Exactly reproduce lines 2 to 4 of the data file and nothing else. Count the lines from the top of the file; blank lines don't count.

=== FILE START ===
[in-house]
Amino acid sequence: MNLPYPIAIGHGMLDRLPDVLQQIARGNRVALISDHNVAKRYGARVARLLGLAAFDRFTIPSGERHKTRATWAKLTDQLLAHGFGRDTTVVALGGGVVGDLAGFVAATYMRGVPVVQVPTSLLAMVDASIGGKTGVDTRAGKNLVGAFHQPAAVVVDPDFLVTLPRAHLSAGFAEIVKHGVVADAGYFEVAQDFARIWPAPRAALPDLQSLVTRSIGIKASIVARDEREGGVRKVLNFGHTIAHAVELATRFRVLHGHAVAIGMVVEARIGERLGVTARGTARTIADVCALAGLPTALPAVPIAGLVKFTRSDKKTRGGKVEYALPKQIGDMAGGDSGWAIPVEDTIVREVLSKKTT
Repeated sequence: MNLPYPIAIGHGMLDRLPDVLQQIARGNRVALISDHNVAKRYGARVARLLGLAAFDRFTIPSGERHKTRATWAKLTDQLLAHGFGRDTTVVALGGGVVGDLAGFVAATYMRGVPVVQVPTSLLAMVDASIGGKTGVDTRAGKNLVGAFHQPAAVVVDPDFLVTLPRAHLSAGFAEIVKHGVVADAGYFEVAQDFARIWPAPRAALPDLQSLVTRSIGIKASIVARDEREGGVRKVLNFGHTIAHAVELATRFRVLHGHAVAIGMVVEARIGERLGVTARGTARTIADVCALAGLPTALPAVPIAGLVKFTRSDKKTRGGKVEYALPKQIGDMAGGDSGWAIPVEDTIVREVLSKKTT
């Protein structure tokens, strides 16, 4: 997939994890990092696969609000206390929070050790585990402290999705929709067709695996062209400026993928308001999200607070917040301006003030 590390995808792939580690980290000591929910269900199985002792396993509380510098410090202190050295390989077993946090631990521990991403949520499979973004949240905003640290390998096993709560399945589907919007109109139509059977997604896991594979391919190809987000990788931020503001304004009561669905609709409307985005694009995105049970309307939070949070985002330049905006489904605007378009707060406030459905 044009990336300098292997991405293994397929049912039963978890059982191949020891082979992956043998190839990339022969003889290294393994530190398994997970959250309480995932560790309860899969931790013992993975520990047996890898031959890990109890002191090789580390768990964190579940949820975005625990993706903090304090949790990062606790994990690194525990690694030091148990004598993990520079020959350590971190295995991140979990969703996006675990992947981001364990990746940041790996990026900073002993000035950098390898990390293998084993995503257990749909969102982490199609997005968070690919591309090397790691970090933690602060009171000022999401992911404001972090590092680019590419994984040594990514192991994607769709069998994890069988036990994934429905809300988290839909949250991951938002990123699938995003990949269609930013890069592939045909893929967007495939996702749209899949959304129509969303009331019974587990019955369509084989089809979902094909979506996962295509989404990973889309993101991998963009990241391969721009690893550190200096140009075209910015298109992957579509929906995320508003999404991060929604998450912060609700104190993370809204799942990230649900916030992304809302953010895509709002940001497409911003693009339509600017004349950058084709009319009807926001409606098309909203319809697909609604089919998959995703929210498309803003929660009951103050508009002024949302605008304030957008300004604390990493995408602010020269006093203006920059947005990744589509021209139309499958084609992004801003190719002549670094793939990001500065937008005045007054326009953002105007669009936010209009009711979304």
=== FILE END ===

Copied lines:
Amino acid sequence: MNLPYPIAIGHGMLDRLPDVLQQIARGNRVALISDHNVAKRYGARVARLLGLAAFDRFTIPSGERHKTRATWAKLTDQLLAHGFGRDTTVVALGGGVVGDLAGFVAATYMRGVPVVQVPTSLLAMVDASIGGKTGVDTRAGKNLVGAFHQPAAVVVDPDFLVTLPRAHLSAGFAEIVKHGVVADAGYFEVAQDFARIWPAPRAALPDLQSLVTRSIGIKASIVARDEREGGVRKVLNFGHTIAHAVELATRFRVLHGHAVAIGMVVEARIGERLGVTARGTARTIADVCALAGLPTALPAVPIAGLVKFTRSDKKTRGGKVEYALPKQIGDMAGGDSGWAIPVEDTIVREVLSKKTT
Repeated sequence: MNLPYPIAIGHGMLDRLPDVLQQIARGNRVALISDHNVAKRYGARVARLLGLAAFDRFTIPSGERHKTRATWAKLTDQLLAHGFGRDTTVVALGGGVVGDLAGFVAATYMRGVPVVQVPTSLLAMVDASIGGKTGVDTRAGKNLVGAFHQPAAVVVDPDFLVTLPRAHLSAGFAEIVKHGVVADAGYFEVAQDFARIWPAPRAALPDLQSLVTRSIGIKASIVARDEREGGVRKVLNFGHTIAHAVELATRFRVLHGHAVAIGMVVEARIGERLGVTARGTARTIADVCALAGLPTALPAVPIAGLVKFTRSDKKTRGGKVEYALPKQIGDMAGGDSGWAIPVEDTIVREVLSKKTT
């Protein structure tokens, strides 16, 4: 997939994890990092696969609000206390929070050790585990402290999705929709067709695996062209400026993928308001999200607070917040301006003030 590390995808792939580690980290000591929910269900199985002792396993509380510098410090202190050295390989077993946090631990521990991403949520499979973004949240905003640290390998096993709560399945589907919007109109139509059977997604896991594979391919190809987000990788931020503001304004009561669905609709409307985005694009995105049970309307939070949070985002330049905006489904605007378009707060406030459905 044009990336300098292997991405293994397929049912039963978890059982191949020891082979992956043998190839990339022969003889290294393994530190398994997970959250309480995932560790309860899969931790013992993975520990047996890898031959890990109890002191090789580390768990964190579940949820975005625990993706903090304090949790990062606790994990690194525990690694030091148990004598993990520079020959350590971190295995991140979990969703996006675990992947981001364990990746940041790996990026900073002993000035950098390898990390293998084993995503257990749909969102982490199609997005968070690919591309090397790691970090933690602060009171000022999401992911404001972090590092680019590419994984040594990514192991994607769709069998994890069988036990994934429905809300988290839909949250991951938002990123699938995003990949269609930013890069592939045909893929967007495939996702749209899949959304129509969303009331019974587990019955369509084989089809979902094909979506996962295509989404990973889309993101991998963009990241391969721009690893550190200096140009075209910015298109992957579509929906995320508003999404991060929604998450912060609700104190993370809204799942990230649900916030992304809302953010895509709002940001497409911003693009339509600017004349950058084709009319009807926001409606098309909203319809697909609604089919998959995703929210498309803003929660009951103050508009002024949302605008304030957008300004604390990493995408602010020269006093203006920059947005990744589509021209139309499958084609992004801003190719002549670094793939990001500065937008005045007054326009953002105007669009936010209009009711979304």